They found that 39 percent of respondents reported some kind of sleep disorder. Having a sleep disorder was more common in those who were female, overweight/obese, had worse disease activity scores, higher fatigue, and worse morning stiffness. Sleep disorders were more prevalent in people with anxiety and depression and in those who were temporarily or permanently on sick leave from work.

All of these associations point to the fact that treating an issue like poor sleep in someone with axSpA requires consideration of different influences and types of treatment. For instance, managing anxiety and depression could help improve sleep and vice versa.

The researchers concluded that “the strong association between sleep disorders with both anxiety and depression should encourage rheumatologists to screen their patients with sleep disturbance in case they require additional specialist support.”

10. More work is needed to get non-radiographic axial spondyloarthritis patients diagnosed sooner

Delays in getting diagnosed with non-radiographic axial spondyloarthritis (nr-axSpA) are thought to be more common than getting diagnosed with the radiographic form of the condition (ankylosing spondylitis). However, people with both kinds of axSpA report similar symptoms, disease burden, and negative impact on quality of life. It’s important to increase our understanding of what prevents people with nr-axSpA from getting diagnosed in order to prevent this from happening, so a group decided to study this by surveying patients about their experience as well as conducting more in-depth interviews to explore their patient journeys in more detail.

Survey data on a group of 125 non-radiographic axial spondyloarthritis patients shared at ACR revealed that half had seen four or more different health care providers before seeing a rheumatologist. Most common were primary care doctors, physical therapists and chiropractors, orthopedists, and pain specialists.

Interestingly, half saw two or more rheumatologists before getting their nr-axSpA diagnosis.

In-depth interviews from 25 patients showed that people often perceived their symptoms as a typical consequence of activity or their age. When they did seek medical care, they felt that providers frequently minimized, overlooked, or misinterpreted signs and symptoms of inflammatory disease, particularly in young and female patients.

The authors suggest a need for more education about inflammatory back pain symptoms for everyone, but especially for younger patients, other specialists who see people with back pain, and rheumatologists who aren’t as knowledgeable about nr-axSpA.

“While rheumatologists play a critical role in diagnosis, disease recognition by clinicians in other specialties is key for early referral,” they noted. “Education on the cardinal features, epidemiology, burden, and benefits of timely diagnosis of nr-axSpA is warranted for providers who commonly manage back pain.”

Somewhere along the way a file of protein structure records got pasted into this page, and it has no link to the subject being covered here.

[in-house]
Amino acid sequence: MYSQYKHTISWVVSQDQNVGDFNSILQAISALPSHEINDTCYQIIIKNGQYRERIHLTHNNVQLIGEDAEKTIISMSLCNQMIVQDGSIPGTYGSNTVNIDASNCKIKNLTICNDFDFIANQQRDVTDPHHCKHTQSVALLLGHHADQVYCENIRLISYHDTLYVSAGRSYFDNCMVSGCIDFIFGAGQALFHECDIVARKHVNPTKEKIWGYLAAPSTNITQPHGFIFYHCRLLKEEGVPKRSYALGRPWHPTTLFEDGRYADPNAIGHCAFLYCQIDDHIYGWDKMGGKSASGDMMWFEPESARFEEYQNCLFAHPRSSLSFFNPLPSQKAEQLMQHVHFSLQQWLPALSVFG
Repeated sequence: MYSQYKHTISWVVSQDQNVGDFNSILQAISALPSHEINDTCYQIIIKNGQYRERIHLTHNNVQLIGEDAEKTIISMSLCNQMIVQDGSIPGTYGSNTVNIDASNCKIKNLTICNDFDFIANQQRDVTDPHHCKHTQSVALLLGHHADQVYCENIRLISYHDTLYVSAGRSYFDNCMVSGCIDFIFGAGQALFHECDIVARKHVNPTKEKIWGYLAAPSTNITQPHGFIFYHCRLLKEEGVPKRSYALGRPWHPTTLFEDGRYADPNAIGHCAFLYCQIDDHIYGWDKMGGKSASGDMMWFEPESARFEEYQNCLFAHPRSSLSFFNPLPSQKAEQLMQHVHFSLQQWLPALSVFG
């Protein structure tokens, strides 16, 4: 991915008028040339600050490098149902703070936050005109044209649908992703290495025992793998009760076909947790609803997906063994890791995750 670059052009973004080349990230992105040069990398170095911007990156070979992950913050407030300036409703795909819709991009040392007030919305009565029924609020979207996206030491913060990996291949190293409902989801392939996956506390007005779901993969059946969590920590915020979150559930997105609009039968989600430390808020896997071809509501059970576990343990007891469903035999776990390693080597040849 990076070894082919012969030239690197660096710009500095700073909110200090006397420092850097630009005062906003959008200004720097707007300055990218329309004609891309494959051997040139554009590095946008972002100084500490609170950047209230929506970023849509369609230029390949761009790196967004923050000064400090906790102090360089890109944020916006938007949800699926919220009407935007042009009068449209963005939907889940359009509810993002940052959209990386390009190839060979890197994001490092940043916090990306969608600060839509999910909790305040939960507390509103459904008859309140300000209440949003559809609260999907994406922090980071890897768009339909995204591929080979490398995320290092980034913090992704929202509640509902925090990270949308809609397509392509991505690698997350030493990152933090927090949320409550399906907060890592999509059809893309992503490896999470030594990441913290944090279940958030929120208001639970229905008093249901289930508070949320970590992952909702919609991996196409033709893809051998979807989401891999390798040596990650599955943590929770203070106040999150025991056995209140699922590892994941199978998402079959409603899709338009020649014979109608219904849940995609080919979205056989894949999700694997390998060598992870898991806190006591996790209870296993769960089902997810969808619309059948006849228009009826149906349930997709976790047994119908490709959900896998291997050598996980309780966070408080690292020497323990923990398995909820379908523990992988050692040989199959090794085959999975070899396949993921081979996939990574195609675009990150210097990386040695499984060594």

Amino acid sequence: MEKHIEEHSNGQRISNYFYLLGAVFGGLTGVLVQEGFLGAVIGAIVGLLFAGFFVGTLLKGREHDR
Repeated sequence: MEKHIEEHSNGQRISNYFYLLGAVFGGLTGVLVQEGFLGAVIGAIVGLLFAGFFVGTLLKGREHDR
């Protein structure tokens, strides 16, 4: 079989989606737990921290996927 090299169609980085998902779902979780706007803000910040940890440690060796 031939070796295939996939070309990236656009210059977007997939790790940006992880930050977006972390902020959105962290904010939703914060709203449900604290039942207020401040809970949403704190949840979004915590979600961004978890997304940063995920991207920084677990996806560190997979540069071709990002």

You Can Participate in Axial Spondyloarthritis Research Too

If you are diagnosed with axial spondyloarthritis or another musculoskeletal condition, we encourage you to participate in future studies by joining CreakyJoints’ patient research registry, ArthritisPower. ArthritisPower is the first-ever patient-led, patient-centered research registry for joint, bone, and inflammatory skin conditions. Learn more and sign up here.

Deodhar A, et al. Tofacitinib for the Treatment of Adult Patients with Ankylosing Spondylitis: Primary Analysis of a Phase 3, Randomized, Double-blind, Placebo-controlled Study [abstract]. Arthritis & Rheumatology. November 2020.

Fitzgerald G, et al. Time-dependent Analysis of Incident Extra-articular Manifestations and Comorbidities in Axial Spondyloarthritis [abstract].

Garrido-Cumbrera M, et al. Prevalence and Associated Factors of Sleep Disorders in Patients with Axial Spondyloarthritis. Results from the European Map of Axial Spondyloarthritis (EMAS) [abstract]. Arthritis & Rheumatology. November 2020.

Interview with Jean Liew, MD, Assistant Professor of Rheumatology at Boston University Medical Center

Kieskamp S, et al. Central Sensitization, Disease Perception and Obesity Should Be Taken into Account When Interpreting Disease Activity in Patients with Axial Spondyloarthritis [abstract]. Arthritis & Rheumatology. November 2020.

Kiwalkar S, et al. “Rheum to Diagnosis”: Uncovering Impediments to Accurate Diagnosis of Non-radiographic Axial Spondylarthritis (nr-axSpA) [abstract]. Arthritis & Rheumatology. November 2020.

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Missing the Mark: AxSpa Treat to Target (TICOSPA Trial): Dr. Lianne Gensler. RheumNow. November 9, 2020.

Naovarat B, et al. Relative Associations of Sociodemographic, Clinical and HLA-B Alleles with Enthesitis and Peripheral Arthritis in Patients with Ankylosing Spondylitis [abstract]. Arthritis & Rheumatology. November 2020.

Nowell W, et al. Treatment Decision Making Among Axial Spondyloarthritis Patients: Real-World Data from the ArthritisPower Registry [abstract]. Arthritis & Rheumatology. November 2020.

Rios Rodriguez V, et al. The Presence of Spondyloarthritis Is Associated with Higher Clinical Disease Activity in Patients with Early Crohn’s Disease: Results of a Prospective Cohort Study [abstract]. Arthritis & Rheumatology. November 2020.